Children’s Tooth Extractions FAQs
Choosing to have one or more of your child’s teeth extracted is a big decision, so it’s only natural to have some questions that need answers before you’re ready to move forward with this treatment. We always want you to feel confident that you’re making the right call for your little one’s health, so we’ll be more than happy to answer all your questions and walk you through the entire process during a consultation. In the meantime, here are some of the most common questions we get about children’s tooth extractions so you can learn more.
What Are the Top Signs That My Child Needs an Extraction?
If you’re unsure if your child needs a tooth extraction or not, we encourage you to give us a call and schedule your child an appointment so we can take a look. We’ll take X-rays and inspect the area carefully to see if extraction is needed. Other signs that your child may need an extraction include:
- Severe toothache that lasts for more than a day
- Teeth that are sensitive to hot and cold temperatures
- Extensive decay or damage that you can see
- Your child is developing shark teeth, or a row of teeth behind the baby teeth
What’s the Difference Between Simple Extraction & Surgical Extraction?
It comes as a surprise to many parents that there are two different types of tooth extractions. A simple extraction is used for teeth that have fully erupted above the gumline. For this procedure, we’ll clasp the tooth with a special tool and gently rock it back and forth until it naturally comes out. A surgical extraction will be needed for slightly more complex cases, such as the tooth being partially under the gumline. These procedures will vary depending on the circumstances, but generally the gum tissues will need to be opened to get to the hidden part of the tooth and extract it. After your child’s consultation, we’ll be able to tell you which type of extraction they’ll need.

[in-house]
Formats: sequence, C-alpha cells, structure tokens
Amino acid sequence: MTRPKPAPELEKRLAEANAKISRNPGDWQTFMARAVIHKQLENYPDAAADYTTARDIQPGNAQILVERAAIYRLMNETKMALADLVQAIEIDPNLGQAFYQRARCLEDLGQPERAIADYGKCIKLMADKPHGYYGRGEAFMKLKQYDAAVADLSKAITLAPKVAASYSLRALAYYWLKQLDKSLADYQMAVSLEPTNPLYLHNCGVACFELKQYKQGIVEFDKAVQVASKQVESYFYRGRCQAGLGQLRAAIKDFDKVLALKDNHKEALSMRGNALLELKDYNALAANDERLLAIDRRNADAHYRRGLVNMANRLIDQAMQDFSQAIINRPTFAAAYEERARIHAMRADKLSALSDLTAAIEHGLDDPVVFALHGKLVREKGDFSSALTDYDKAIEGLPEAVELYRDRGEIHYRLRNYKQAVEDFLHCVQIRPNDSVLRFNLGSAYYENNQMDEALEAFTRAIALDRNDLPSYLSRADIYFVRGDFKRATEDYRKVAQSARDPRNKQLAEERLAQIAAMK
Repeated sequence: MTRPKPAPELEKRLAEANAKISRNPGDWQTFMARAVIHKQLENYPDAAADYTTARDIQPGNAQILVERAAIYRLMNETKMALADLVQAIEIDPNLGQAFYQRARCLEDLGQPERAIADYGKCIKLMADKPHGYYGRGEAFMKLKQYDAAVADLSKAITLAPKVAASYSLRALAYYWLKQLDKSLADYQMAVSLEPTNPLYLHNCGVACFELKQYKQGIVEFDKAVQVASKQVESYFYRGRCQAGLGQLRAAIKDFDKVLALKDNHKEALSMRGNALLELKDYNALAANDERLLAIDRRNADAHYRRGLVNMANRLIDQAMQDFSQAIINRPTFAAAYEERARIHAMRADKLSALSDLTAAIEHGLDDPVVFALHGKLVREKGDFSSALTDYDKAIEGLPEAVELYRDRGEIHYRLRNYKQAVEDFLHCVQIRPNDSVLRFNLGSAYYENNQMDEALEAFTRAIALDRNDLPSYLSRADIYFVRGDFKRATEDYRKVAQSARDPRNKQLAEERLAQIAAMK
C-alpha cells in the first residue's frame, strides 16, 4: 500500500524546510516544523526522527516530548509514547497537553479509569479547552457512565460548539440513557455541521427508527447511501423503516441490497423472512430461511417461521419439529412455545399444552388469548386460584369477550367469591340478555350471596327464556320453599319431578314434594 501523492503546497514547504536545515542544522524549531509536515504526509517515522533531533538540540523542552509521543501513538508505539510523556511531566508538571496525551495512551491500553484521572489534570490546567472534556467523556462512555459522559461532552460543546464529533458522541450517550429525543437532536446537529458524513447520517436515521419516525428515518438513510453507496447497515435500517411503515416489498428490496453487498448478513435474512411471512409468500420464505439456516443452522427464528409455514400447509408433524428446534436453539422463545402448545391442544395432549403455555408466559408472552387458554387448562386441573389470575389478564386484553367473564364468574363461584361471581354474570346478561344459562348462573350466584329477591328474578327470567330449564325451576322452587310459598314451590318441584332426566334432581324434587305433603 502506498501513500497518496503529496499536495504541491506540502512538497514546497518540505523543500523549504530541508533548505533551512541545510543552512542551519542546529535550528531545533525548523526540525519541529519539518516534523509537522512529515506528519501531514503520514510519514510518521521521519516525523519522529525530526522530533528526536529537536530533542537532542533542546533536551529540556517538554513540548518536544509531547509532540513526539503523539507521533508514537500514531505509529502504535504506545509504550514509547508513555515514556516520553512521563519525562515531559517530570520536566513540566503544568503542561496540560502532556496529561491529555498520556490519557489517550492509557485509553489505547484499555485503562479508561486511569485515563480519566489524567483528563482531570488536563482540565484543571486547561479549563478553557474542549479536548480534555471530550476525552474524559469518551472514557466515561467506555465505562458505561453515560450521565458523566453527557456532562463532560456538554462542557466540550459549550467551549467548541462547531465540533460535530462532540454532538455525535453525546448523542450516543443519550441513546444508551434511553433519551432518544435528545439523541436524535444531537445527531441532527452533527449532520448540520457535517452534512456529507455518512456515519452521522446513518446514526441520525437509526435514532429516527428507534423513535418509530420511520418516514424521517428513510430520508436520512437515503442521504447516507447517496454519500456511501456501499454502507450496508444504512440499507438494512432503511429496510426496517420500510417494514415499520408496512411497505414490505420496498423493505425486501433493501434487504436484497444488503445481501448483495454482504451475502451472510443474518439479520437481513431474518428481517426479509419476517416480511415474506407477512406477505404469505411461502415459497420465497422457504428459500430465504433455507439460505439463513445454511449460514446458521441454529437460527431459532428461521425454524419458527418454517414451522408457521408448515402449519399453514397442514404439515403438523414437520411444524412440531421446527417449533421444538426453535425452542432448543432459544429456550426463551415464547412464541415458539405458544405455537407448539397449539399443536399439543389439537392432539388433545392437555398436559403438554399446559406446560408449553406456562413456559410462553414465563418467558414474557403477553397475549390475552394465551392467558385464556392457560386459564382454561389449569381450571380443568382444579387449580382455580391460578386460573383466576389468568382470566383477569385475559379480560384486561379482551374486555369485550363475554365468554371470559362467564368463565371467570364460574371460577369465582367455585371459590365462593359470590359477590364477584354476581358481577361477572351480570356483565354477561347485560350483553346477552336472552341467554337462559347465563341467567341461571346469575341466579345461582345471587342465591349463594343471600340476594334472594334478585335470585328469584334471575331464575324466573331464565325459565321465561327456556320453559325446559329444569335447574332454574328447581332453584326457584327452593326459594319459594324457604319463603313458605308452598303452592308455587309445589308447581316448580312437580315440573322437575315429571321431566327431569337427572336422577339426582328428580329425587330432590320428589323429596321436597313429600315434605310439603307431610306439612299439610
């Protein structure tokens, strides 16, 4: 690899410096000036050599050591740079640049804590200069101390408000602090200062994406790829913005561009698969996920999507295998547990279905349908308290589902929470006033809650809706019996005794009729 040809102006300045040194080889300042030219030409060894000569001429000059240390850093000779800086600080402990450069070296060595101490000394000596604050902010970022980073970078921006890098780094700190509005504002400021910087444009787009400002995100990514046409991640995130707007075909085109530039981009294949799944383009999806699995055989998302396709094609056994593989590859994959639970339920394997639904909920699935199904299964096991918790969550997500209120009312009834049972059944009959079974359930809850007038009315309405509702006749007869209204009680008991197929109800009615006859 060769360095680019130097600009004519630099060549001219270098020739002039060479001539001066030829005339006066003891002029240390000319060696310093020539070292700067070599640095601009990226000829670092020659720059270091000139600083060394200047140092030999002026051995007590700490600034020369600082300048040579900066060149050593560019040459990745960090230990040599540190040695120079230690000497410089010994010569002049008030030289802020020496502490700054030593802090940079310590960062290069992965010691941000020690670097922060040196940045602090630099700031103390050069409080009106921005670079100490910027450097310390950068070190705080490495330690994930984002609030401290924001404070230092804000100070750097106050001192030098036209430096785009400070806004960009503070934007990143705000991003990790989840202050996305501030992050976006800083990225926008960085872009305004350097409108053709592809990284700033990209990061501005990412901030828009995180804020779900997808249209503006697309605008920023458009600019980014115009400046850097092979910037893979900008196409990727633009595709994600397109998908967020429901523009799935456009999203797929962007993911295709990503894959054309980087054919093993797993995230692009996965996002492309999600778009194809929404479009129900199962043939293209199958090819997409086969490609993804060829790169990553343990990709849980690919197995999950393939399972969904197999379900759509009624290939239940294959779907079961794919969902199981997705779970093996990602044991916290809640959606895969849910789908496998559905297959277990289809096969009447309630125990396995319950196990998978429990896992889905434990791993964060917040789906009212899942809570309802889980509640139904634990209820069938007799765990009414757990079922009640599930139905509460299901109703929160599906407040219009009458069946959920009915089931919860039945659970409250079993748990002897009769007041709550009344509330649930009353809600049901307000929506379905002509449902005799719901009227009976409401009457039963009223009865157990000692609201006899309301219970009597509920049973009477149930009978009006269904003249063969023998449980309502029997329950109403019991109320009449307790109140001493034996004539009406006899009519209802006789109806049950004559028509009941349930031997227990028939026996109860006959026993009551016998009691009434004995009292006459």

How Do I Prepare My Child for a Tooth Extraction?
Tooth extractions can be scary, but it’s not a good idea to keep it a secret from your child until they’re sitting in the dentist’s chair! Thankfully, there are a number of ways you can help prepare your little one for their upcoming tooth extraction:
- Answer their questions honestly and simply: Without going into too much detail, explain to your child what’s going to happen and listen to their concerns.
- Focus on the positives of the extraction: Talk to your child about how this will help improve their oral health or stop discomfort, how proud the Tooth Fairy will be, or that they get to eat ice cream for a few days while they heal!
- Be prepared for post-operative care: Make sure you’re stocked up beforehand on cold, soft foods that your child will enjoy so you’re prepared for post-operative care.
- Work with a pediatric dentist: Pediatric dentists like Dr. Benzley have special training in helping children overcome their fears and in dealing with temper tantrums.
How Long Does It Take for a Child to Heal from a Tooth Extraction?
Your child should plan to rest for the remainder of the day after their tooth extraction, and they should not go back to school that day. The recovery time will generally depend on the type of extraction they needed. Some children will only need a day or two, while others may need a week or so. They should refrain from strenuous activity for at least three days and take extra good care of the extraction site.